Track 4: Community Engagement and Environmental Justice

     

    Thriving with community cohesion yet burdened with pollution and poverty, low income communities of color living in the I-710/ Lower LA River Corridor (connecting the Ports of Long Beach and Los Angeles ...

    Full Description
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    A Walk of Fame: Environmental Justice Stars’ Funding Vibe on the I-710/Lower Los Angeles River

    Friday, December 13, from 10:30 am to 11:30 am
    408 A
    Town Meeting Conversations
    Track 4: Community Engagement and Environmental Justice
    Thriving with community cohesion yet burdened with pollution and poverty, low income communities of color living in the I-710/ Lower LA River Corridor (connecting the Ports of Long Beach and Los Angeles to the Nation) are blessed with community environmental justice champions. They are stars in leveraging resources to remediate and redevelop contaminated sites into uses that foster community health, environment and economic vitality. Applying building blocks of EPA EJ Showcase Communities, Urban Waters Partnership in the Los Angeles River Watershed, Federal Reserve Bank of San Francisco’s Community Development programming, and East Yard Environmental Justice Coalition’s B2H initiative, the community stars are transforming depressed neighborhoods into vibrant communities. They produce master lists of contaminated sites and show proximity to essential services, conduct brownfields bicycle tours, support corridor initiatives to clean up Underground Storage Tanks, develop planning and financial tools for revitalization of brownfields, plan an active transportation route to connect underserved communities to their places of work, and share insights on overcoming funding challenges with other similar port communities through the Moving Forward Network. These environmental justice stars will catalyze a dynamic discussion that involves the full cast of players to share lessons learned, promising practices, case examples, roster of resources, and methods for replicating success.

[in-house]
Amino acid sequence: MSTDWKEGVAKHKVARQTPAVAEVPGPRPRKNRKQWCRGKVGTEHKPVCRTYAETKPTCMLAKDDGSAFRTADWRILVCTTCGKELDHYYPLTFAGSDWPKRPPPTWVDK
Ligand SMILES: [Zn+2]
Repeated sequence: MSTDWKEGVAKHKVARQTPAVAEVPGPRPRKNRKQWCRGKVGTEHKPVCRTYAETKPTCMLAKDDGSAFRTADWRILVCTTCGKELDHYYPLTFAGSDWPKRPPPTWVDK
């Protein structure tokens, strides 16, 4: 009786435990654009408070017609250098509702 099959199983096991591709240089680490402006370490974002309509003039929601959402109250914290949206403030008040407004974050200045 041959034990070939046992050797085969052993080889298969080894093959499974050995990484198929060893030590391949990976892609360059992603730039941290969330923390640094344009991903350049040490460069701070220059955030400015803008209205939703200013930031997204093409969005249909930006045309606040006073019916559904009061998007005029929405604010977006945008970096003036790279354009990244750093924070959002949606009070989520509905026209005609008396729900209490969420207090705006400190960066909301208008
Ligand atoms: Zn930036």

• 10:30 am - 11:00 am

    515 A/B, Area B
    Speaker(s):
    Ryan Peterson

    Revitalization With A Little Help From GIS

    Learning Lounges
    Track 3: SmartCities and Communities

     

    The City of Burlington has been working to revitalize its downtown through redevelopment of vacant and underutilized properties for more than a decade. While the quality of the building stock in downtown ...

    Full Description
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    Revitalization With A Little Help From GIS

    Friday, December 13, from 10:30 am to 11:00 am
    515 A/B, Area B
    Learning Lounges
    Track 3: SmartCities and Communities
    The City of Burlington has been working to revitalize its downtown through redevelopment of vacant and underutilized properties for more than a decade. While the quality of the building stock in downtown Burlington is exceptional and boasts many historic buildings, several properties have environmental conditions that have limited redevelopment. In order to make informed decisions on how to best allocate grant funds, an existing conditions of the study area was completed to determine potential catalyst sites for redevelopment. We used ESRI’s ArcGIS Collector and Survey123 applications to gather data on the study area. An assessment team walked the study area with tablets and entered data on individual sites using a form-based survey. A total of 267 properties were surveyed and the data was available in real time on an interactive map. Multiple photos of the structures and streetscapes were also taken and uploaded through the survey form. The data collected from the survey included: Current Land Use, Building Materials/Condition, Accessibility, Visible Hazardous Materials or Chemical Storage, Sidewalk Condition, Parking Availability, Street Lighting and Type and Businesses. The assessment data was uploaded to an online interactive map that showed the results of the assessment. The interactive map was designed to be public, so it was accessible to anyone with a link and was posted to the project’s website (www.burlingtonbrownfields.com).